The primary aims of this study were to investigate clinicians’ perceptions of PACS, how they use the system and the advantages and disadvantages of its use, and to obtain their suggestions for improving its implementation. Finally, the study aimed to identify the factors that influence clinicians’ perceptions and use of PACS in order to provide insight into ways to enhance its use. The following research questions were addressed:
- Do hospital clinicians use PACS in their practice?
- What are the perceived advantages of PACS use?
- What are the perceived disadvantages of and/or barriers to PACS use?
- What are clinicians’ recommendations for improving PACS use?
Materials and Methods
This study employed a qualitative research approach and grounded theory to investigate the use of PACS in three hospitals in the Eastern Province of Saudi Arabia from a clinician’s perspective. Qualitative research “discovers the world from the participants’ perspective”.17 Data were collected using semi-structured interviews and analyzed using grounded theory methods. A grounded theory study “is an inductive study that builds abstractions, concepts, hypothesis, and theories from participants’ words”.17 The data collected in the interviews were used to formulate a theory on the phenomenon explored: PACS use in patient care in hospitals.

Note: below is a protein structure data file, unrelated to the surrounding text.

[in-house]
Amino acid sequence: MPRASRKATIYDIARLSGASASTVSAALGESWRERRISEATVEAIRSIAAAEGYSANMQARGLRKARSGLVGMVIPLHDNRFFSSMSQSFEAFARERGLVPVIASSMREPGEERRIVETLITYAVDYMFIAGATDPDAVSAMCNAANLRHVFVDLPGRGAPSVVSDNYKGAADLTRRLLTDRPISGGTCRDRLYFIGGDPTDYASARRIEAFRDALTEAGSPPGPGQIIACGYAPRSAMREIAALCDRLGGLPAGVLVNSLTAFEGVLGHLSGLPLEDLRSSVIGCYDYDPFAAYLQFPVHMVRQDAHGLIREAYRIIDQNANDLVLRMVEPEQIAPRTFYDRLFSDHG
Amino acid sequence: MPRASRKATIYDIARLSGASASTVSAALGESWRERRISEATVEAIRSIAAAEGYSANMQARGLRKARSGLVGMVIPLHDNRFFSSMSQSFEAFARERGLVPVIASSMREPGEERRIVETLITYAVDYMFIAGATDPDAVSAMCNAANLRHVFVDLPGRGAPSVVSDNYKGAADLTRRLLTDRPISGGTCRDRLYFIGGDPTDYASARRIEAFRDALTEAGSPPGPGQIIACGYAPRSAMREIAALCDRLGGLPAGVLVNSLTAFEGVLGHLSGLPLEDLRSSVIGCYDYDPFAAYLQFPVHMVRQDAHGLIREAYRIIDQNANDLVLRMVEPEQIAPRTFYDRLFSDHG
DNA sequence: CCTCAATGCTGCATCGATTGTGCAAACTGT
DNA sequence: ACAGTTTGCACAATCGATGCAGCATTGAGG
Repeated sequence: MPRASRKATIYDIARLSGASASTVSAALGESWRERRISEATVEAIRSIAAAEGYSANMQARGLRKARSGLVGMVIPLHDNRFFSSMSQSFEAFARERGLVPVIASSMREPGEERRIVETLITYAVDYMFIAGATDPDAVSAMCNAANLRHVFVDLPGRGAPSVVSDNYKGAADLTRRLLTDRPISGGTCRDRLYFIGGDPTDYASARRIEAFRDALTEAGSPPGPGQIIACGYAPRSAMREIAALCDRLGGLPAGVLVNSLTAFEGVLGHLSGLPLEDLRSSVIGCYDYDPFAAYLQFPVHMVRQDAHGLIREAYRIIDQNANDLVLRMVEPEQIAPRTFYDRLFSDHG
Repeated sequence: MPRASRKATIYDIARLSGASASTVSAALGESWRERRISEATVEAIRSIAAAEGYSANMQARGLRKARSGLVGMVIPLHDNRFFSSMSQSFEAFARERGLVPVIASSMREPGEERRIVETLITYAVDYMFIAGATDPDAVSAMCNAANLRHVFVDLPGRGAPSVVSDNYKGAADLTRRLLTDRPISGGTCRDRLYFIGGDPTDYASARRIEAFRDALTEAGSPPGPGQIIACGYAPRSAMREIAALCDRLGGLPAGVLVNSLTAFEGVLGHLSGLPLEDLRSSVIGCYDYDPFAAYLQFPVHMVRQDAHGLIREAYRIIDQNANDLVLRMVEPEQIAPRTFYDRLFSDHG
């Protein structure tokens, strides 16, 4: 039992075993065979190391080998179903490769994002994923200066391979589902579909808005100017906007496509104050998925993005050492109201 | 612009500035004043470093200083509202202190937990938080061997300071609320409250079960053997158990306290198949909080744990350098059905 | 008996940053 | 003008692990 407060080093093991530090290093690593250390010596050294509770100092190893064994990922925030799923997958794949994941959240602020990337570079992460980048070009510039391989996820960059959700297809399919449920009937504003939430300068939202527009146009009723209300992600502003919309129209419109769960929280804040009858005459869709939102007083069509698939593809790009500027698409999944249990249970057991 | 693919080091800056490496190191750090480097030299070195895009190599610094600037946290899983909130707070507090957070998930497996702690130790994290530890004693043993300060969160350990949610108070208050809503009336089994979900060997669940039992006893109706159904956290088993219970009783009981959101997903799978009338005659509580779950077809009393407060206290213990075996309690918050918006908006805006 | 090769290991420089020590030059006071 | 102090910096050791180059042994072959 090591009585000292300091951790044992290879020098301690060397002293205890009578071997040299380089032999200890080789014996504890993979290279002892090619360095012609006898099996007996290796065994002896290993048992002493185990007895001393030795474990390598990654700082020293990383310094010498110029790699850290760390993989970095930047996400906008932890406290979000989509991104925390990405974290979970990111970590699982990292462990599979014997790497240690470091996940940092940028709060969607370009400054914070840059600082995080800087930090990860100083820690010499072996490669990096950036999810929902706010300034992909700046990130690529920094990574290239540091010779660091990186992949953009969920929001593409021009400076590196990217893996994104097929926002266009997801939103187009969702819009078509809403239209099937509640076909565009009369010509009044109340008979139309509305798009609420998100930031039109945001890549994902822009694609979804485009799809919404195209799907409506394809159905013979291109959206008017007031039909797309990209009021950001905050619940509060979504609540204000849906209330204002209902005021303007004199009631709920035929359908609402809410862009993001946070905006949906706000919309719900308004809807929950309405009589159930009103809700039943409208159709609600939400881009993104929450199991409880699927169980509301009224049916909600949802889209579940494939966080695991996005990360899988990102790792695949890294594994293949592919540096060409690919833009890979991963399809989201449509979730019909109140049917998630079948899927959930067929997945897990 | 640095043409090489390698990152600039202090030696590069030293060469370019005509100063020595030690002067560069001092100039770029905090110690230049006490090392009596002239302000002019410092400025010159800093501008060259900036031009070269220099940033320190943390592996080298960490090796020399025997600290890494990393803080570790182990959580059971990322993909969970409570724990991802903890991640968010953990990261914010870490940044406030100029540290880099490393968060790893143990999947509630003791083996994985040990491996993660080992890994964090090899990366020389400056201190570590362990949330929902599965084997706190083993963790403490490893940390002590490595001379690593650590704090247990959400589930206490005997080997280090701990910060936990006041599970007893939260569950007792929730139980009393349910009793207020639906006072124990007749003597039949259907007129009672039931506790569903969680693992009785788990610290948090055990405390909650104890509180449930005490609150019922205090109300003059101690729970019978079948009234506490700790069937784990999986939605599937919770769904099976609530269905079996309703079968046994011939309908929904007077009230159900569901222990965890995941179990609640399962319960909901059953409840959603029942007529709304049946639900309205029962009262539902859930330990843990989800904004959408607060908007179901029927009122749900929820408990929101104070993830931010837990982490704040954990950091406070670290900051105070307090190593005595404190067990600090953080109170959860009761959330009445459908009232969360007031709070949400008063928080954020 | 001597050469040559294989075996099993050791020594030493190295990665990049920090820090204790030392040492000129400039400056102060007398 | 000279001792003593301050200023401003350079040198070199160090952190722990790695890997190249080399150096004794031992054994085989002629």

Participants were clinicians who use PACS and were recruited from various clinical departments of three hospitals: one government hospital (King Fahad University Hospital, in the city of Al-Khobar) and two private hospitals (Arrawdha Hospital and Mouwasat Hospital in the city of Dammam). A total of 18 male and female clinicians, including residents, radiologists, and consultants participated in the study; 12 participants were from King Fahad University Hospital, 4 were from Mouwasat Hospital, and 2 were from Arrawdha Hospital.
The study was conducted in 2018 for 7 months, from January to July. Data were collected using semi-structured interviews at the three hospitals. After obtaining the Institutional Review Board approval, individual interviews with each of the 18 participants were conducted. Participants were informed of the study’s purpose and objectives and that their participation will remain confidential. The participants’ responses during the interviews were documented in notes. A theoretical sampling method was followed in collecting data for this study. According to Glaser and Strauss,
Theoretical sampling is the process of data collection for generating the theory whereby the analyst jointly collects, codes, and analyzes his data and decides what data to collect next and where to find them in order to develop his theory as it emerges.18
Data collection ended when saturation had been reached, which is the point where no new information emerged.